Monday, August 27, 2012

Learn Something New Every Day

Today I am on top of things.  I woke up bright and early.  Matt had gotten the coffee ready last night, so I only had to press a button.  I set a 30 minute timer on my stove and stumbled back to bed.

When I next got up, I was ready to roll.  When I heard the oven timer beep, I quickly grabbed my glasses and my (newly found, second hand, paper) copy of Jane Eyre, and dashed out to turn off the timer before it could wake anyone else.  I filled my coffee cup and continued around the corner toward the living room.  When I got to the top of the stairs, I put down my book and coffee, and scooted down to the laundry room to put a quick load in.  While there, I sorted any of the stuff from the chute that had built up yesterday.

So here I sit, two jobs done and it's not even 6:00.  I read a paragraph from my book.
A little solace came at teatime, in the shape of a double ration of bread--a whole, instead of a half, slice--with the delicious addition of a thin scrape of butter.  It was the hebdomadal treat to which we all looked forward from Sabbath to Sabbath.  I generally contrived to reserve a moiety of the bounteous repast for myself; but the remainder I was invariably obliged to part with.  from Jane Eyre, by Charlotte Bronte, Jane describing her meager existence at Lowood School for Orphans.
In that one brief paragraph I found two words with which I was unfamiliar, and whose meanings I was to work out from roots and similar words.  Good thing for google, and online dictionaries.  I quickly did a search on each unfamiliar word, hebdomadal and moiety, and opened up a couple of pages for each one. 

But before I could even read the definitions, Matt stumbled up the stairs and said, "Sorry, Mom, I overslept.  Can you help me throw my lunch together, please?"  And so my definitions sat.  All those tabs open with those various meanings.  And they had to wait.  Tickling the back of my brain.  That curious corner of my consciousness that is sometimes so active I feel like a child.  Why?  What?  How?

I made Matt six sandwiches for his lunch, and I added a little something for supper, since he'll be going straight to football practice after work.  My fingers were going through the motions of spreading peanut butter and dispersing sandwich meat.  My mouth was conversing with Matt about his day and coming week. 

But all the while, in that little curious corner of my brain, I had two unfamiliar words bouncing around.  "Hebdomadal.  Moiety.  Moiety.  Hebdomadal.  What could they mean?"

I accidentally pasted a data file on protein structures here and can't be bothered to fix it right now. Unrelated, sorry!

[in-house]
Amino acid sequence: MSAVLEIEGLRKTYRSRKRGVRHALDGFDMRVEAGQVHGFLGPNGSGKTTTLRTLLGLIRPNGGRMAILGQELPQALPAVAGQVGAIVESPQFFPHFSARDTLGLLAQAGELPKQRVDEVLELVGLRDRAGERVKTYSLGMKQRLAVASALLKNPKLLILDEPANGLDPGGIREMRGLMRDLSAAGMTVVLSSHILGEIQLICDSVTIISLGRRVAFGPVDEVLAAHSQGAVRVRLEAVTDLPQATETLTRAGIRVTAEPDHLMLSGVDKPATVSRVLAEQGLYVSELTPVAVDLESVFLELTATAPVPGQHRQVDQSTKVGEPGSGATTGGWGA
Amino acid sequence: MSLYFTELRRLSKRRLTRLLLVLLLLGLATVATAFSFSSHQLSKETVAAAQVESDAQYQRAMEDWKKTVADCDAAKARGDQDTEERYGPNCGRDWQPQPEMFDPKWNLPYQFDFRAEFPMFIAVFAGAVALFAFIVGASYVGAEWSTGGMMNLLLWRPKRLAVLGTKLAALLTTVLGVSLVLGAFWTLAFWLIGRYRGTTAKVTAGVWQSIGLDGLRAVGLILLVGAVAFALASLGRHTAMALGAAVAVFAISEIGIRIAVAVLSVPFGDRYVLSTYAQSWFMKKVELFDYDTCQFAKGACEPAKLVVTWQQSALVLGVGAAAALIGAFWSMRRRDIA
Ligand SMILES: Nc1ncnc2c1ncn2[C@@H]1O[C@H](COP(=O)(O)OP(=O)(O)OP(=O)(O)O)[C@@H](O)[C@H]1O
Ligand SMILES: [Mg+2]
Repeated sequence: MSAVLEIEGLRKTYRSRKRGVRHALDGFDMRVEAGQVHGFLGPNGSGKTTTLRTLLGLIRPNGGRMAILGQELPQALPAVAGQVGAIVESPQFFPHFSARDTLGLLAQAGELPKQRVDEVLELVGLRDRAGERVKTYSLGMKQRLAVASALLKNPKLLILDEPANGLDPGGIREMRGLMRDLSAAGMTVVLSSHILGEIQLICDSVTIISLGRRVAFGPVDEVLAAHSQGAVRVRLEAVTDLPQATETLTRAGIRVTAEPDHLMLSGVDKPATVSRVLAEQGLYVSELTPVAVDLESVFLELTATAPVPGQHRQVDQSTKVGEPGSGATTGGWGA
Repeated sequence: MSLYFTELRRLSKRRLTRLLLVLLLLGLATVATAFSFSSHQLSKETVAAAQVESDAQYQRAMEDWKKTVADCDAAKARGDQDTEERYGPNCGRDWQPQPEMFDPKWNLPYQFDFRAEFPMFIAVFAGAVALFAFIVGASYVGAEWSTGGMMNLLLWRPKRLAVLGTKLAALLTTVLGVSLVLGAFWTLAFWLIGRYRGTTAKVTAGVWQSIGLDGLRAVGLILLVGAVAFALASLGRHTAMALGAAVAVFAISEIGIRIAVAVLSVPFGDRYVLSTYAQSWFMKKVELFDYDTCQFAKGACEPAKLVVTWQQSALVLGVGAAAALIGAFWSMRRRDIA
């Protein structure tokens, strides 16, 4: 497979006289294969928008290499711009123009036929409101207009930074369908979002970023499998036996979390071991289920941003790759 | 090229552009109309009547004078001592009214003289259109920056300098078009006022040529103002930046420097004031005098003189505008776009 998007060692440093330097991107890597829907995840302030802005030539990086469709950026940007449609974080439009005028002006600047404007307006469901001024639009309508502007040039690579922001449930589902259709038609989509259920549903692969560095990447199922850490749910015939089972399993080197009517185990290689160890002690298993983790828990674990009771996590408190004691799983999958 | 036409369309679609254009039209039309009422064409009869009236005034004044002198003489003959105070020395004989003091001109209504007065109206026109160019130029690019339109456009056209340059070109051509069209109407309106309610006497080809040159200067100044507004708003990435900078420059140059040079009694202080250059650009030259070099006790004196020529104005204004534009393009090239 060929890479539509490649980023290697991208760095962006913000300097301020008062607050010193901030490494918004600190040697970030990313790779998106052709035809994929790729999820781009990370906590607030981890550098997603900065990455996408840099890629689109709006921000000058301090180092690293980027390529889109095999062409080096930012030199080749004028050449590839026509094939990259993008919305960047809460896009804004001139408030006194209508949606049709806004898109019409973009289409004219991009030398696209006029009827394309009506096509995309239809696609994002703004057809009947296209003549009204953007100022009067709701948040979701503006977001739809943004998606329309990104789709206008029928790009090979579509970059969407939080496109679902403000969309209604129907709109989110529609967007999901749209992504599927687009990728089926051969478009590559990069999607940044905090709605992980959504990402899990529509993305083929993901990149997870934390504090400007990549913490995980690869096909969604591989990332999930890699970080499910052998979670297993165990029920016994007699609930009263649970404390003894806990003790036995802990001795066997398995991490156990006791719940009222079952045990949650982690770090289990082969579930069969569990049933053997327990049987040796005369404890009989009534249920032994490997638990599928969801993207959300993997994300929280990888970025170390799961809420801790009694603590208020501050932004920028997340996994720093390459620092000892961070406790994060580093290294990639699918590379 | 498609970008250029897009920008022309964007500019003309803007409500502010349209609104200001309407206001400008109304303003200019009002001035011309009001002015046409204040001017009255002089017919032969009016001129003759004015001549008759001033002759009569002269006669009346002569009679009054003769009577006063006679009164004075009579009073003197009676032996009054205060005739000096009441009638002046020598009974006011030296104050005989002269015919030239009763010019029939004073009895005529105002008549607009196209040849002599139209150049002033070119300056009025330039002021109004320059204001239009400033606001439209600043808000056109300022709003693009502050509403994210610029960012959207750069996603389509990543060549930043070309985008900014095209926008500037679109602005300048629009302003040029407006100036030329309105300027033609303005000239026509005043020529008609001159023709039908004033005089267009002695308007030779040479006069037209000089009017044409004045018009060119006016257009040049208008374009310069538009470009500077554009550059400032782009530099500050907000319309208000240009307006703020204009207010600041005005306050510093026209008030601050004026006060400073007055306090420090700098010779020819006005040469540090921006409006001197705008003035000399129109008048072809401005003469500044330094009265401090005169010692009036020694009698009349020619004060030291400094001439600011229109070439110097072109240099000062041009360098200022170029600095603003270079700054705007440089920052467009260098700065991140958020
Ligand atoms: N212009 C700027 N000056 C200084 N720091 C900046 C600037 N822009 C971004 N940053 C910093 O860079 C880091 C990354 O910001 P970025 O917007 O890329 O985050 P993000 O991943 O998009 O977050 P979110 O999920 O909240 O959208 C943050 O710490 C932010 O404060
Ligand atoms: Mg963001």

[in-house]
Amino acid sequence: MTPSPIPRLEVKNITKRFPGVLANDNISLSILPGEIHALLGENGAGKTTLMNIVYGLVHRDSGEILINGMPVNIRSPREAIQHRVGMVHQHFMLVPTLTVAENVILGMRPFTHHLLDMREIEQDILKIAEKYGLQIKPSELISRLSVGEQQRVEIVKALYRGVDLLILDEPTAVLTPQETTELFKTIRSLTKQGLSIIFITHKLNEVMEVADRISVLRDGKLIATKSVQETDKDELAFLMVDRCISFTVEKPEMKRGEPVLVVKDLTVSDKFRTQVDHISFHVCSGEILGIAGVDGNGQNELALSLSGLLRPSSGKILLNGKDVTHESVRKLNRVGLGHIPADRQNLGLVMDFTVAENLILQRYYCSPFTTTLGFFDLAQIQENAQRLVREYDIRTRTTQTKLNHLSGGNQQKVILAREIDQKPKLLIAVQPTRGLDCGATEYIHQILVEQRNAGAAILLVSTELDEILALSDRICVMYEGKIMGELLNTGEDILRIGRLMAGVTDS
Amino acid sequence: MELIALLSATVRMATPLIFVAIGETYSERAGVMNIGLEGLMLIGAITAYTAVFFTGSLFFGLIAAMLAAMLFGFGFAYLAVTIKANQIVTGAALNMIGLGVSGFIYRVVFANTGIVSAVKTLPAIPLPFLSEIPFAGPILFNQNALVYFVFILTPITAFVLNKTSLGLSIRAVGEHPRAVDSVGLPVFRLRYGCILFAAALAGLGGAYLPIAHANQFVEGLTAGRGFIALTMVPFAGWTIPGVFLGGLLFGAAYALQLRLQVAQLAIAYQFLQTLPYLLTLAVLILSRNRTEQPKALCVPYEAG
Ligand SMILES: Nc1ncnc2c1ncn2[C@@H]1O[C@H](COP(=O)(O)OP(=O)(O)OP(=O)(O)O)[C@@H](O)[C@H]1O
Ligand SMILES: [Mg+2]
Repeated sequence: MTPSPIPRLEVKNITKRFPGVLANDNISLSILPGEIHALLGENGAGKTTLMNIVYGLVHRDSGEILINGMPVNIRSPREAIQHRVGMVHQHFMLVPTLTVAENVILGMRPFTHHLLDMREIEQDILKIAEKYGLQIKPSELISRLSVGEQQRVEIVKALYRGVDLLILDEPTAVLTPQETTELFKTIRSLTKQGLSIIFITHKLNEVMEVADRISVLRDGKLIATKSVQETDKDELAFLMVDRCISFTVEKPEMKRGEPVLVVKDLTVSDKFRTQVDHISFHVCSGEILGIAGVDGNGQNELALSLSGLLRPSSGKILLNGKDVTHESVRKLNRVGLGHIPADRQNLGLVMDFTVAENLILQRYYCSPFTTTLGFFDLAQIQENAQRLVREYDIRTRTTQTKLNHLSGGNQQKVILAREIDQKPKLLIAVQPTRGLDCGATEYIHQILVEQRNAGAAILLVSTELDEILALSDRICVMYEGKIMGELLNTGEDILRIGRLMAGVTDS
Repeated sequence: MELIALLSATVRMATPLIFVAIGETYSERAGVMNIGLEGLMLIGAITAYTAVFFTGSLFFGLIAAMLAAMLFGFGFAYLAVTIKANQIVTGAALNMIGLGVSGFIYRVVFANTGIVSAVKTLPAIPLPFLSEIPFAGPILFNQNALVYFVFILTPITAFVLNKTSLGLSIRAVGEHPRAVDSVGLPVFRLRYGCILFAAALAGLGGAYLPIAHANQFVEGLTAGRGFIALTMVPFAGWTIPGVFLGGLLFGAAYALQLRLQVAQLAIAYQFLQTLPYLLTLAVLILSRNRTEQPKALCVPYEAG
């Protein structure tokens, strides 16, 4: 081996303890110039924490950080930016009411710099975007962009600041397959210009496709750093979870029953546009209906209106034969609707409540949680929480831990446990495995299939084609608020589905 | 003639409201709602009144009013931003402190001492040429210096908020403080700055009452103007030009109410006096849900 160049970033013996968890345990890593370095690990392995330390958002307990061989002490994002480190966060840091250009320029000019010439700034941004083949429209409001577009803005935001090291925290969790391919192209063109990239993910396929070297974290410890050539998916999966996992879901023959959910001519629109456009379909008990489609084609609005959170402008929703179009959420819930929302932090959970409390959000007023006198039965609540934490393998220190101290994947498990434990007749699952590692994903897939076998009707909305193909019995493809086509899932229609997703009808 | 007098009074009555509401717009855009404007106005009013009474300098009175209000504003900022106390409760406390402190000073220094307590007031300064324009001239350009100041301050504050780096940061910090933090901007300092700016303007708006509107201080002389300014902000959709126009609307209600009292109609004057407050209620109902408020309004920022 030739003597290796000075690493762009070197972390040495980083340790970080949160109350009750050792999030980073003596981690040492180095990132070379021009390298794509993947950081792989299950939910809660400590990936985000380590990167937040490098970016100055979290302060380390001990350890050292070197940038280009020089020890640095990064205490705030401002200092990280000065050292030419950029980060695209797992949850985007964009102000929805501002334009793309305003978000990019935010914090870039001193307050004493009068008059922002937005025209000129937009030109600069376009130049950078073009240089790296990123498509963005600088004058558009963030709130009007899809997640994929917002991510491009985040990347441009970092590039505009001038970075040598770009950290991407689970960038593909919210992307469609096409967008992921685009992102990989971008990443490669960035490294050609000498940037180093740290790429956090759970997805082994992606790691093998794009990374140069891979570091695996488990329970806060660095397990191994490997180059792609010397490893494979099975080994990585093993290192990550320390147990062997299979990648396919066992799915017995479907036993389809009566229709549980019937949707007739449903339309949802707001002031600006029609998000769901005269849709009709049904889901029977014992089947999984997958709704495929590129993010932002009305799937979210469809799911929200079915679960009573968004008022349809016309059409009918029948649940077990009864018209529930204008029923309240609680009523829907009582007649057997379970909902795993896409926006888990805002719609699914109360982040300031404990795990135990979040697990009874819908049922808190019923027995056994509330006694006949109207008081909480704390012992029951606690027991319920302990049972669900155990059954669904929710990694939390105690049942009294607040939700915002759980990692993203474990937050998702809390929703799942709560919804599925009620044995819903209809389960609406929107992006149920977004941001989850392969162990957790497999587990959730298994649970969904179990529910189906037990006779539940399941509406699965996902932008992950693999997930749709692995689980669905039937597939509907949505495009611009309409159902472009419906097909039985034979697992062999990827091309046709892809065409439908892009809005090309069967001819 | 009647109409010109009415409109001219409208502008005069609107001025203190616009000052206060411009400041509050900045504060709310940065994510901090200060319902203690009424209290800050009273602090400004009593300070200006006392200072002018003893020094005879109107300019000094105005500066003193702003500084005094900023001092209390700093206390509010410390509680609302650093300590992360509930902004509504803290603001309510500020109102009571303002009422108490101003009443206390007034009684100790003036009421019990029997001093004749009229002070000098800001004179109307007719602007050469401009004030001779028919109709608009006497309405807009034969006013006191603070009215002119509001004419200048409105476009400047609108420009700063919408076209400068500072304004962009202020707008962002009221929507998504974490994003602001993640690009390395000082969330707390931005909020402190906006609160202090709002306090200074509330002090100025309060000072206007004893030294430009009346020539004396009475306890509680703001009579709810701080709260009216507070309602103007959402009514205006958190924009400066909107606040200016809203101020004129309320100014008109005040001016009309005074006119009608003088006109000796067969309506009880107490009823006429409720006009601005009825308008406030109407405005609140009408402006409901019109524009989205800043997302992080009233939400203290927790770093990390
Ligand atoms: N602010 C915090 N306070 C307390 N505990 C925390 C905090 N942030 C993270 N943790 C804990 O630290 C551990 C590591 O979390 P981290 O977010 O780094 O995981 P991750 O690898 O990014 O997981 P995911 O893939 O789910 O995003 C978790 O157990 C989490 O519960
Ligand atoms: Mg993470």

"I must know some other words that could give me a clue.  Especially," thought I, "Hebdomadal.  It sounds so Greek.  I think.  Is that Greek or Latin?" 

Having never studied either, I couldn't say for sure.  But it just had that sound as though I ought to be able to figure it out.  But all I could grasp was the dom part.  "Could that have something to do with dwelling or home, as in domicile?  Hmmm.  Contextually, it doesn't work.  Plus it feels Latin, and the word as a whole feels Greek." 

But now, after that brief pause, Matt is off to work.  I am again in my living room, sitting with my cup of coffee.  My wash machine is in its final spin, so soon I'll have to scurry back down there to start the next load.  Soon, too, I have to meet my neighbor ladies for our walk. 

But first,...FIRST..., I indulged in scanning the waiting definitions. 

I discovered that indeed I ought to have recognized part of hebdomadal.  And it was Greek not Latin.  The first syllable, heb, as in hepta-, as in heptadecagon, a seventeen sided polygon.  I still can't figure the dom or om part, but really, it feels as thought there must be something.  Maybe hebdom is the Greek for week, and we add the other letters as our adjectival ending?  Maybe?

hebdomadal:  weekly

Simple.  Fun.  A new word.  Heb: seven.  Awesome. 

I love words.

But moiety...moiety?...moiety.  There seems to be no pattern there.  No clue with this word.  No familiar roots from which to draw. 

Moiety:  Half or portion.

One drawback of the online dictionaries is that they seem to change their formats quite often.  That's why I always open several different ones.  Mirriam-Webster, Free Online Dictionary by Farlex,  Whichever.  I like to read several definitions, in the hopes of getting the most well-rounded idea of a given word.  But today none of them have included any roots.  Seems strange.  It's been awhile since I've engaged in this somewhat geeky activity.  But I think these online sources used to include roots.

The roots of moiety must remain a mystery.  I must be content with that.  I'll probably eventually check a paper dictionary if I happen to find one lying around in my heaps and piles of books that never seem to get put back where they belong. 

Until then, I must be content with having learned two new words first thing this morning.  It's a good start to a new week. 

Silly as it may be, it makes me happy.


Marge said...

Moiety looks and sounds French to me. Love learning new stuff. New what I learned today? In a fit of jealousy, poet Robert frost started a fire at a poetry reading, in order to disrupt the reading of another! As Greg Brown sings: Who Would Have Thunk It!

theMom said...

Interesting about Robert Frost. I don't know anything about him.

But I do know that Henry David Thoreau accidentally started a forest fire once. Read a pathetic excuse for historical fiction about it. But I'd never recommend the book to anyone. Blech. Ish.